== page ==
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Wednesday, February 17, 2010
Lowering the Volume: Efforts to Crack Down on Loud Car Stereos
Other states and municipalities are also cracking down on loud music. To reduce the growing volume, cities such as New York and Chicago are now impounding cars with loud stereos and holding them as evidence until the case is adjudicated. This provides a strong incentive for violators to appear in court and to pay their fines.
Aside from the annoyance most experience when forced to listen to a loud stereo, loud stereos on the road present a real safety issue to drivers for several reasons.
- Driver emotions - Emotions have a big impact on driver safety. Driving experts have long known that the key to safe driving is keeping your emotions in check. A driver who is irritated, upset, or angry tends to take greater chances or fails to give full attention to the complex task of driving.
- Road Rage - Road rage is a serious and growing problem on America's roadways. So serious that the American Psychological Association has given it its own diagnosis; Intermittent Explosive Disorder (IED). IED results when a driver who is angry gets pushed over a psychological tipping point, usually by the actions of another driver, and lashes out in an attempt to harm or even kill the other driver. There have been documented cases of road rage caused by loud stereos with at least one case leading to the murder of the driver whose loud stereo precipitated the event. There have also been cases of home owners or non-drivers, killing someone over a loud stereo.
- Physical effects - Studies show that people react physically to noise. At 90 decibels (dB) or above, studies have shown that the adrenaline reaction is so powerful that people can become openly hostile and belligerent. 120 to 130 decibels is the normal threshold for pain in the ears. The average "boom car" stereo produces 120 to 140 decibels.
- Listening to the road – Drivers need to be able to "hear the road"; in other words, drivers need to be able to hear and interpret important sounds around them as they drive. The sound of screeching tires or the fast approach of another vehicle can alert a driver to possible dangerous situations. Being aware of and getting out of the way of emergency vehicles can mean the difference between life and death.
The driving situation, especially in urban areas is frustrating enough as it is. When a driver who is frustrated or angry is involuntarily assaulted by a booming stereo while stuck in traffic, the noise and irritation can lead to unsafe driving practices. In some cases, if a driver who is angry gets pushed over his or her tipping point the situation could become far more dangerous leading to a case of:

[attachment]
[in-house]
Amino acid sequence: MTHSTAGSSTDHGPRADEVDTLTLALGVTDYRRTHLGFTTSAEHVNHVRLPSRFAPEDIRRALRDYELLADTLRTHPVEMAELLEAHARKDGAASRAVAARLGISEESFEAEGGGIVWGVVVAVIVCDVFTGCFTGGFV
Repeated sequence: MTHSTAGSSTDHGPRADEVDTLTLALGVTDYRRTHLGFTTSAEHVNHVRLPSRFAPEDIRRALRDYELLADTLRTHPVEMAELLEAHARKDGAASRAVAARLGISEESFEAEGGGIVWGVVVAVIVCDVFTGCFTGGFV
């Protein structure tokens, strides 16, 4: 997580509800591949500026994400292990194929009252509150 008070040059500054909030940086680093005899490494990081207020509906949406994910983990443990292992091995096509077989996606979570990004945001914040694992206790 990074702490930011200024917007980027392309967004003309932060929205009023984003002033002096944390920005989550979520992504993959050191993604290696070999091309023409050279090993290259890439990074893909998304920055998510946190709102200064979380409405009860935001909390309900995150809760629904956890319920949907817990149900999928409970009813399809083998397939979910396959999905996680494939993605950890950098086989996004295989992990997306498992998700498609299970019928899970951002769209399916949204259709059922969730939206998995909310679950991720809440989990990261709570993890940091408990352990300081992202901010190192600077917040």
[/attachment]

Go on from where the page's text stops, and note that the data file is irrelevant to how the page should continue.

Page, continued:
Long term exposure to loud noises by pregnant women can influence embryo development. According to lowertheboom.org, a website devoted to reducing the amount of noise prevalent in modern society, "exposure to the high-intensity/low-frequency sound will negatively affect her unborn child, due to the fight-or-flight adrenaline response of the mother's body. If the noise assault is in the first trimester, damage to the delicate fetal organs can occur due to the interruption of normal oxygen and nutrient flow to the placenta. During the first 14 to 60 days after conception, important developments in the central nervous system and vital organs of the baby are taking place."
Reducing the stress level on drivers and courtesy to other drivers, even when that courtesy is not returned, is critical to a safe driving environment. Fans of loud car stereos are naturally trying to block any legislation that could curb their desire to play their stereos as loud as they want. They also tend to ignore or discount studies that show the dangers of exposure to loud music. One such driver suggested that, "if you don't like it, just don't listen to it." That is somewhat like telling someone who is passing by a pig farm to "just don't smell it." Senses can't be turned off and the full use of our senses to the greatest extent possible, are important for safe driving.